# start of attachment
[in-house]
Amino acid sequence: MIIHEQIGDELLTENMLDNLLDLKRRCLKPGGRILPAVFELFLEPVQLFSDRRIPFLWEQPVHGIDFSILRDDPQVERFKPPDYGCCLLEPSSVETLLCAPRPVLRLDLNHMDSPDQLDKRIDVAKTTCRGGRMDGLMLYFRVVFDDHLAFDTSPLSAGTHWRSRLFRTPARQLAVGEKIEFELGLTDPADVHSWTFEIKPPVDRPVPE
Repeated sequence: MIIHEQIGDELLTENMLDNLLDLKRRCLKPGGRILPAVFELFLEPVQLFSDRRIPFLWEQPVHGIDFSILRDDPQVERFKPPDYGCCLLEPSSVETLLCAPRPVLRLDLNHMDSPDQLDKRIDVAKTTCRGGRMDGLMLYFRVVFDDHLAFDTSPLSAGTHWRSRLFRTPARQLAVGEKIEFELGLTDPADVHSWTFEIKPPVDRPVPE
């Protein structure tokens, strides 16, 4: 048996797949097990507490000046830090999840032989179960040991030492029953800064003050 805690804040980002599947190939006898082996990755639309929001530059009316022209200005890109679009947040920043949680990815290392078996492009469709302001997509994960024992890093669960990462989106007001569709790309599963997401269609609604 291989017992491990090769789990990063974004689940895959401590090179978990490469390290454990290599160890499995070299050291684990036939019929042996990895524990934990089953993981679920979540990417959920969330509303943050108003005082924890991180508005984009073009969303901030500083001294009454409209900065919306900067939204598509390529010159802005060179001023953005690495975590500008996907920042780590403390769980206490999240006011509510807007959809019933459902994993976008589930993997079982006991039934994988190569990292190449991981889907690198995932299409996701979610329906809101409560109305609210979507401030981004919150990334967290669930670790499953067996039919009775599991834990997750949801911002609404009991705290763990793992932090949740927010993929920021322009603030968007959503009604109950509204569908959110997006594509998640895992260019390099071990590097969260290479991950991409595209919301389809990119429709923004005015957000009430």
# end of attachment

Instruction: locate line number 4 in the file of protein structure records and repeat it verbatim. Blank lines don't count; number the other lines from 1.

């Protein structure tokens, strides 16, 4: 048996797949097990507490000046830090999840032989179960040991030492029953800064003050 805690804040980002599947190939006898082996990755639309929001530059009316022209200005890109679009947040920043949680990815290392078996492009469709302001997509994960024992890093669960990462989106007001569709790309599963997401269609609604 291989017992491990090769789990990063974004689940895959401590090179978990490469390290454990290599160890499995070299050291684990036939019929042996990895524990934990089953993981679920979540990417959920969330509303943050108003005082924890991180508005984009073009969303901030500083001294009454409209900065919306900067939204598509390529010159802005060179001023953005690495975590500008996907920042780590403390769980206490999240006011509510807007959809019933459902994993976008589930993997079982006991039934994988190569990292190449991981889907690198995932299409996701979610329906809101409560109305609210979507401030981004919150990334967290669930670790499953067996039919009775599991834990997750949801911002609404009991705290763990793992932090949740927010993929920021322009603030968007959503009604109950509204569908959110997006594509998640895992260019390099071990590097969260290479991950991409595209919301389809990119429709923004005015957000009430």